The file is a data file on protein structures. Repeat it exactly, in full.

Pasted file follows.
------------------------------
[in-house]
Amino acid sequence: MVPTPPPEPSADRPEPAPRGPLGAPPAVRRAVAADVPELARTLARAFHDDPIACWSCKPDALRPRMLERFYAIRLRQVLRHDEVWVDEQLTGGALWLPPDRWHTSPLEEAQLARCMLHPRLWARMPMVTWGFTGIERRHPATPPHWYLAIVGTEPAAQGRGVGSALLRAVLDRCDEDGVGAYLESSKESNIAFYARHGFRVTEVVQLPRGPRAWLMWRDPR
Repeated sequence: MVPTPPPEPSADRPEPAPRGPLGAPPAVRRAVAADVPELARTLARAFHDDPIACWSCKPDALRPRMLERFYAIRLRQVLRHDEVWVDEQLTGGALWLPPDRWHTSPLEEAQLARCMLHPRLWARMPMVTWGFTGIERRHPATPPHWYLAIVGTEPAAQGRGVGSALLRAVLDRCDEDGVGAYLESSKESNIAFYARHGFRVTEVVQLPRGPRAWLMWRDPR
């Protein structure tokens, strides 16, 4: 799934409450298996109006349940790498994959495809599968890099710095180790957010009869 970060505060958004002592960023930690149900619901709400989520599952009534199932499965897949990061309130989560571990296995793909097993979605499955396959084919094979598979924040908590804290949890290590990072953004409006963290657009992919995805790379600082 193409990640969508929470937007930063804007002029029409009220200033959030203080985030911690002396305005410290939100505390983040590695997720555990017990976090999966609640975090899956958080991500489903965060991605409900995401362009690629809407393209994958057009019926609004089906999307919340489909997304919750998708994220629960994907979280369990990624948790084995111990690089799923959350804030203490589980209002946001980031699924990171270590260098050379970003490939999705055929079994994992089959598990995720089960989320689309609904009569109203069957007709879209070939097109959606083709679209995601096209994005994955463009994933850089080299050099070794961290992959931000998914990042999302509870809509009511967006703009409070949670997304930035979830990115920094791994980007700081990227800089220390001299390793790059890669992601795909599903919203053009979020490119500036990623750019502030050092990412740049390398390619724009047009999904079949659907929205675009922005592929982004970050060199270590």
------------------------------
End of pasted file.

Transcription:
[in-house]
Amino acid sequence: MVPTPPPEPSADRPEPAPRGPLGAPPAVRRAVAADVPELARTLARAFHDDPIACWSCKPDALRPRMLERFYAIRLRQVLRHDEVWVDEQLTGGALWLPPDRWHTSPLEEAQLARCMLHPRLWARMPMVTWGFTGIERRHPATPPHWYLAIVGTEPAAQGRGVGSALLRAVLDRCDEDGVGAYLESSKESNIAFYARHGFRVTEVVQLPRGPRAWLMWRDPR
Repeated sequence: MVPTPPPEPSADRPEPAPRGPLGAPPAVRRAVAADVPELARTLARAFHDDPIACWSCKPDALRPRMLERFYAIRLRQVLRHDEVWVDEQLTGGALWLPPDRWHTSPLEEAQLARCMLHPRLWARMPMVTWGFTGIERRHPATPPHWYLAIVGTEPAAQGRGVGSALLRAVLDRCDEDGVGAYLESSKESNIAFYARHGFRVTEVVQLPRGPRAWLMWRDPR
């Protein structure tokens, strides 16, 4: 799934409450298996109006349940790498994959495809599968890099710095180790957010009869 970060505060958004002592960023930690149900619901709400989520599952009534199932499965897949990061309130989560571990296995793909097993979605499955396959084919094979598979924040908590804290949890290590990072953004409006963290657009992919995805790379600082 193409990640969508929470937007930063804007002029029409009220200033959030203080985030911690002396305005410290939100505390983040590695997720555990017990976090999966609640975090899956958080991500489903965060991605409900995401362009690629809407393209994958057009019926609004089906999307919340489909997304919750998708994220629960994907979280369990990624948790084995111990690089799923959350804030203490589980209002946001980031699924990171270590260098050379970003490939999705055929079994994992089959598990995720089960989320689309609904009569109203069957007709879209070939097109959606083709679209995601096209994005994955463009994933850089080299050099070794961290992959931000998914990042999302509870809509009511967006703009409070949670997304930035979830990115920094791994980007700081990227800089220390001299390793790059890669992601795909599903919203053009979020490119500036990623750019502030050092990412740049390398390619724009047009999904079949659907929205675009922005592929982004970050060199270590």